So they downed a metaphorical (and I suspect a literal) stiff drink, put any knock to their public ego pride to one side, and set to work on salvaging the situation. They wrote to all their pre-order clients explaining the dilemma, apologised profusely, and offered a refund to those for whom the ‘limited-edition ceramic bottles’ had been a determining purchase choice. They provided free postage & packing on initial orders, in way of compensation, and discounts on future orders to show the strength of their goodwill. They reasoned that any financial loss from this unfortunate, last-minute development should be viewed as a necessary investment in potential future business and that this set back gave them the perfect opportunity to demonstrate their genuine commitment to customer care. They then went into full glass-bottle production and Tinker Brook Gin was born.

Since then it’s been a lot of hard work: distilling, bottling, marketing, promoting, planning, parenting, and selling. Owen, after numerous ‘flying visits’ to provide all the practical help he could whilst still holding down a full-time job in Spain, has now returned to the UK and joined the business full time. The company’s product range has expanded, to include liqueurs and speciality gins. The number of commercial clients has grown steadily and a new, larger ‘still’ has been invested in and installed to cope with increased levels of production and sales.

It’s still a fledgling business, testing its wingspan, and learning best how to fly. But, as an onlooker, what I see clearly is the abundance of commitment and enthusiasm that its young founders invest in its potential, in pursuit of their shared vision and dream. I see the continuing encouragement, love and support of their close family members, providing additional funding when needed and promotional help and advice, when it’s sought. And these are all beautiful things to behold. It’s a dream that is steadily growing, lifted by love and powered by courage, passion and belief.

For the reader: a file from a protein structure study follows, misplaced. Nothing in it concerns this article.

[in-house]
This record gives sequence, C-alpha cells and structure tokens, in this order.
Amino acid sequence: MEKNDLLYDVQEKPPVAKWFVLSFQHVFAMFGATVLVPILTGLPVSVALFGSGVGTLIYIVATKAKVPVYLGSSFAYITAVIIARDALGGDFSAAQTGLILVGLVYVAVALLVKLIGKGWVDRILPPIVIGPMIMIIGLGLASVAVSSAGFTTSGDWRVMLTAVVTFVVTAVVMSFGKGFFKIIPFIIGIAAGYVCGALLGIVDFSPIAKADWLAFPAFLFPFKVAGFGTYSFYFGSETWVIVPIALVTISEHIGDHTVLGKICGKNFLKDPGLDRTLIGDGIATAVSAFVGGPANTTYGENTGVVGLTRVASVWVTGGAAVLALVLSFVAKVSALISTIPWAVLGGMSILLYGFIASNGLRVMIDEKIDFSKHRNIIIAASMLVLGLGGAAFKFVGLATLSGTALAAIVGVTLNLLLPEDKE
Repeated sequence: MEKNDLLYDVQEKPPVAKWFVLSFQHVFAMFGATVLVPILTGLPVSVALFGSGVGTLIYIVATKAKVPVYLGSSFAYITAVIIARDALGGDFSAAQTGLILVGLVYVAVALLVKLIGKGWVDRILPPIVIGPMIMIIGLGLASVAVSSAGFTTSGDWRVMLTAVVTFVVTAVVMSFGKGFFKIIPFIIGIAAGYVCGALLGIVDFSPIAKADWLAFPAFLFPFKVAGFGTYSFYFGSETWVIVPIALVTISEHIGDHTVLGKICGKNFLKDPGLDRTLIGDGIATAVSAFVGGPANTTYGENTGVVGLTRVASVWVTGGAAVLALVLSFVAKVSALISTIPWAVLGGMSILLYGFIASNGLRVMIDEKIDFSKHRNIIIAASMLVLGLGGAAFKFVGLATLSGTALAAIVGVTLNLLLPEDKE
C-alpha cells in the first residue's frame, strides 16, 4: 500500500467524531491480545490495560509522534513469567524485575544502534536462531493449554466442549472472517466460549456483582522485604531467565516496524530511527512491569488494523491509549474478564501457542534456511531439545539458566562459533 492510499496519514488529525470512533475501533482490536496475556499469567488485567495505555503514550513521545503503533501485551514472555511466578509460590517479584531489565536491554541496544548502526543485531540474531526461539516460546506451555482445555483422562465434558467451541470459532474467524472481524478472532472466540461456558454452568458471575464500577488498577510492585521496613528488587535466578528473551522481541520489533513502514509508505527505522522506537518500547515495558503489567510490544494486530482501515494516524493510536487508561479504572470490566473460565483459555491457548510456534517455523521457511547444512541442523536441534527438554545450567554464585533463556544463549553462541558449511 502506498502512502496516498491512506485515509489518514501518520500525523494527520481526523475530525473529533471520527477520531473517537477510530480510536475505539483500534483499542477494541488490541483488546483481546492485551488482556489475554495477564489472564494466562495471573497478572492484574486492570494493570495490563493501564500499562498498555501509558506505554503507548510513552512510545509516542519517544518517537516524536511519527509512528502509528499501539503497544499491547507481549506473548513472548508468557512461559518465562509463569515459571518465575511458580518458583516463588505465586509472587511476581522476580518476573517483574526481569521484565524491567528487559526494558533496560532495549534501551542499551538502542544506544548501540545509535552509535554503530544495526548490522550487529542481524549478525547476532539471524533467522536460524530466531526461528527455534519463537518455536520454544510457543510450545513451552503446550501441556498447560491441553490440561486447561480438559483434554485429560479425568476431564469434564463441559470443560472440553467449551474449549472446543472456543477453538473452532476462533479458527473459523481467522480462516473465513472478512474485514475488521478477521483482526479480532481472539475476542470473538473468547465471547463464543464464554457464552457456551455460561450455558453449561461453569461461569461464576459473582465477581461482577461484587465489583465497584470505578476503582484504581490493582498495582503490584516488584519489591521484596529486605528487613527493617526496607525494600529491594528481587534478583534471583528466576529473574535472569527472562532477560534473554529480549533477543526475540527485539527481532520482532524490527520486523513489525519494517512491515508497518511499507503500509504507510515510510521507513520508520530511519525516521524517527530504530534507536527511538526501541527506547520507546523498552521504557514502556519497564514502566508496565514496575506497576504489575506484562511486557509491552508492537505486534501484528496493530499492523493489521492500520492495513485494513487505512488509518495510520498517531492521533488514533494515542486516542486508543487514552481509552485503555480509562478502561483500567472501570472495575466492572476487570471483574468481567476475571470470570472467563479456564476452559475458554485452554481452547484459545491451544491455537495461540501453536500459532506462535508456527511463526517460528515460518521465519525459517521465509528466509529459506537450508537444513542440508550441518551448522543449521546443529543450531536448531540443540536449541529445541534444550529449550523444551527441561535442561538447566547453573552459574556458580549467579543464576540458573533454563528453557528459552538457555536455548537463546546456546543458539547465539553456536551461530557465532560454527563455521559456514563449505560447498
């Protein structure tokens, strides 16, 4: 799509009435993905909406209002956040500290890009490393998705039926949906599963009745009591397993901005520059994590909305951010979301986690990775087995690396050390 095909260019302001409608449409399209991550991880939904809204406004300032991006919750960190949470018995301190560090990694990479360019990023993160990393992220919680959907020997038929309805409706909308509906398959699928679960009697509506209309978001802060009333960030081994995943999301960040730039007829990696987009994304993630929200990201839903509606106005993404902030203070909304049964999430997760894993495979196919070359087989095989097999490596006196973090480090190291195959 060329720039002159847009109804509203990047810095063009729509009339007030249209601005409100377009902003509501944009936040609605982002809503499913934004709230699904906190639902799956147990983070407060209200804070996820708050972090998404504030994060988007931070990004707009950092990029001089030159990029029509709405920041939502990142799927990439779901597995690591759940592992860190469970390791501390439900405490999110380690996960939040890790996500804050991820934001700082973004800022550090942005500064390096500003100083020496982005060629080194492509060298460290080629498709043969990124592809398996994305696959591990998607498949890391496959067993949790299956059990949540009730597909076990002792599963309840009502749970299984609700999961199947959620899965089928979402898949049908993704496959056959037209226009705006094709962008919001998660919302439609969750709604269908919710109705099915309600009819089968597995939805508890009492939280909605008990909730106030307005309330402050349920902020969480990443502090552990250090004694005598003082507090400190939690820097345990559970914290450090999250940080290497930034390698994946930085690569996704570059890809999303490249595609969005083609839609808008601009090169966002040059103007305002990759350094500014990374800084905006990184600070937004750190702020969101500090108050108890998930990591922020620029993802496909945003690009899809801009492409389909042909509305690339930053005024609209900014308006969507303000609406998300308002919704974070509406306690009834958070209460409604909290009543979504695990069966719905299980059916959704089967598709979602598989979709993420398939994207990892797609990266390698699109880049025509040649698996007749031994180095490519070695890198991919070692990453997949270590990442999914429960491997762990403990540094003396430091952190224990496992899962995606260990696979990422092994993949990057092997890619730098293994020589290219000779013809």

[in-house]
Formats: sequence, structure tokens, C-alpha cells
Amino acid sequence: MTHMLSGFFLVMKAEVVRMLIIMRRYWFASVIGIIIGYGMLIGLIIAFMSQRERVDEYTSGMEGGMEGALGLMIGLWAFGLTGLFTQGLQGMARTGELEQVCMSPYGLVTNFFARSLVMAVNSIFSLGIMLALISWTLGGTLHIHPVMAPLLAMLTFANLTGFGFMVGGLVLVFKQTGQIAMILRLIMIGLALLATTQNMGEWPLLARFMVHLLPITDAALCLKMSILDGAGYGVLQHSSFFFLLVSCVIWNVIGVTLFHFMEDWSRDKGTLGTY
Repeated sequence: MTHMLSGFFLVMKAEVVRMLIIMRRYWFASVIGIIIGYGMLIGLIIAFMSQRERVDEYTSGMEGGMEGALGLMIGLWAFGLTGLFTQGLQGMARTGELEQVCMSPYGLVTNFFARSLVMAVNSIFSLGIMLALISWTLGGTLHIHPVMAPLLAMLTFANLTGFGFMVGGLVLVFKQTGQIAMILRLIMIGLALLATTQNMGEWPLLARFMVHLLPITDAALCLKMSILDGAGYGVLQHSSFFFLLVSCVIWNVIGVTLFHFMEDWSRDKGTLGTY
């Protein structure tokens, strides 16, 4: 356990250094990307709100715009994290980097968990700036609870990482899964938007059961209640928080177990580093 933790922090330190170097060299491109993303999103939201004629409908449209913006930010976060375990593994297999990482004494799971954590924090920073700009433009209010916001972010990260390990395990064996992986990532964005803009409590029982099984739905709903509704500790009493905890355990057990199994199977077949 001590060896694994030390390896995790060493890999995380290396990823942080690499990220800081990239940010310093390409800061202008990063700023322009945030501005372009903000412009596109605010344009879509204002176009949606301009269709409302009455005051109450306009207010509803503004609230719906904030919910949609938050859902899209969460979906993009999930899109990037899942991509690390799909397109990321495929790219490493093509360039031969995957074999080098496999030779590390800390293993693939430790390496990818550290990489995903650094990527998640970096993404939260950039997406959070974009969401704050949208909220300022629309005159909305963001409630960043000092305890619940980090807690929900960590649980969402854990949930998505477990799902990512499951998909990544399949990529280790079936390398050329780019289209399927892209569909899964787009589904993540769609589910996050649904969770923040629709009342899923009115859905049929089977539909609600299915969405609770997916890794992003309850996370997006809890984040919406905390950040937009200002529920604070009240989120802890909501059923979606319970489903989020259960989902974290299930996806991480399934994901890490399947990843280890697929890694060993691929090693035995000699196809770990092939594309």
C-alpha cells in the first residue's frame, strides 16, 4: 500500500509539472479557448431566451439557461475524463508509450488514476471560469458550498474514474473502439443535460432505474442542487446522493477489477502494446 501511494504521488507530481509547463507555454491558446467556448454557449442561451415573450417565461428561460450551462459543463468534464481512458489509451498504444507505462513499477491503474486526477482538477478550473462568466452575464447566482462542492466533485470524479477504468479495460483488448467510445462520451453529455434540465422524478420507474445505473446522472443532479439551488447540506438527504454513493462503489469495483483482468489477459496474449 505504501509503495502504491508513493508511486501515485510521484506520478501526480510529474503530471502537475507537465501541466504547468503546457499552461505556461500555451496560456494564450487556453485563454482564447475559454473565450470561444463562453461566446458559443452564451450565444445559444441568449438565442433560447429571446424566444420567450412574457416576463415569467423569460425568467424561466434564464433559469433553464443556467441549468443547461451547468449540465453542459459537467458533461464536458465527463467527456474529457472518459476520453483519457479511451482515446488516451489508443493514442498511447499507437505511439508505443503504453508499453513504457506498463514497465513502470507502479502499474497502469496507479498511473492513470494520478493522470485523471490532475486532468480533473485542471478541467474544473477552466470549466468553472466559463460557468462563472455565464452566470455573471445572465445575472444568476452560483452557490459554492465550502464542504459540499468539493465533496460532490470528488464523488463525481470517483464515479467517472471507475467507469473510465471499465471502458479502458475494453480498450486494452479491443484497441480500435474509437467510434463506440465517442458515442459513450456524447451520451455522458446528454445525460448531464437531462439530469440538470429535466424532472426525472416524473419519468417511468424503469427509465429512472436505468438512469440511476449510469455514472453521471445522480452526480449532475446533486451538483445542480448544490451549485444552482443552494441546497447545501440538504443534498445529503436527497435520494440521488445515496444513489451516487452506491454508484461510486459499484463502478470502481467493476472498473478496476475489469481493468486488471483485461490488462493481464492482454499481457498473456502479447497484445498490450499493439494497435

What I’ve learned yet again, by watching Owen, Jamie and Heather, is that the most effective form of teaching is simply to live by example and that the path to finding inner peace takes many different forms. It sometimes takes a large measure of bravery and tenacity to pursue our individual dreams but, if we just make the effort to open our hearts and to look around, we’ll see that we’re actually surrounded by a legion of courageous torch bearers who, through their own inspiring examples, are showing us all the way.

And I, for one, raise a glass to them all.

“Here’s to friends and family who know us well, but love us just the same”.

– Anonymous toast

If you’re interested in learning more about their story, or the product range that Hoyle Bottom Spirits produce, their website can be found at: www.hoylebottomspirits.co.uk

Castles in the sand…

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The Endless Beaches of Costa Calma

This week I visited the South of the island and took a walk along its linked and seemingly-endless stretch of golden, sandy beaches.

I set off with the intention of exploring a little, walking to a ‘Spit’ of land I could see in the distance and then returning to my starting point to sit and soak up some sunshine before heading back home. But, like most of Life, the initial plan was only the starting point and the real meaning behind it was hidden in what I encountered and experienced along the way: